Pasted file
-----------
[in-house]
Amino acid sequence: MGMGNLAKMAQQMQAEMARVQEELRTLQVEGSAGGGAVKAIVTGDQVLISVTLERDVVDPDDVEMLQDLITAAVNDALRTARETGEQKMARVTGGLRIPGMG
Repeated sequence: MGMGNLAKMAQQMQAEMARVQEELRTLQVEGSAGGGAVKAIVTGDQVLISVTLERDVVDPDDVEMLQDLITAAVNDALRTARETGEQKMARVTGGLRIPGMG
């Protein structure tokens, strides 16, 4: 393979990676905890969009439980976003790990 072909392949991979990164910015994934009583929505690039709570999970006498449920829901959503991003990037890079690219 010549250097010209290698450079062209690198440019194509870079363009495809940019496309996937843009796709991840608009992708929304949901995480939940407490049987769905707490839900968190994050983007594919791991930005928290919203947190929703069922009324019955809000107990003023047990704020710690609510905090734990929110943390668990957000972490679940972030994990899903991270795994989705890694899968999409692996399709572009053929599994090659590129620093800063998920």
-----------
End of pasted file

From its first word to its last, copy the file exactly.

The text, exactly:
[in-house]
Amino acid sequence: MGMGNLAKMAQQMQAEMARVQEELRTLQVEGSAGGGAVKAIVTGDQVLISVTLERDVVDPDDVEMLQDLITAAVNDALRTARETGEQKMARVTGGLRIPGMG
Repeated sequence: MGMGNLAKMAQQMQAEMARVQEELRTLQVEGSAGGGAVKAIVTGDQVLISVTLERDVVDPDDVEMLQDLITAAVNDALRTARETGEQKMARVTGGLRIPGMG
């Protein structure tokens, strides 16, 4: 393979990676905890969009439980976003790990 072909392949991979990164910015994934009583929505690039709570999970006498449920829901959503991003990037890079690219 010549250097010209290698450079062209690198440019194509870079363009495809940019496309996937843009796709991840608009992708929304949901995480939940407490049987769905707490839900968190994050983007594919791991930005928290919203947190929703069922009324019955809000107990003023047990704020710690609510905090734990929110943390668990957000972490679940972030994990899903991270795994989705890694899968999409692996399709572009053929599994090659590129620093800063998920």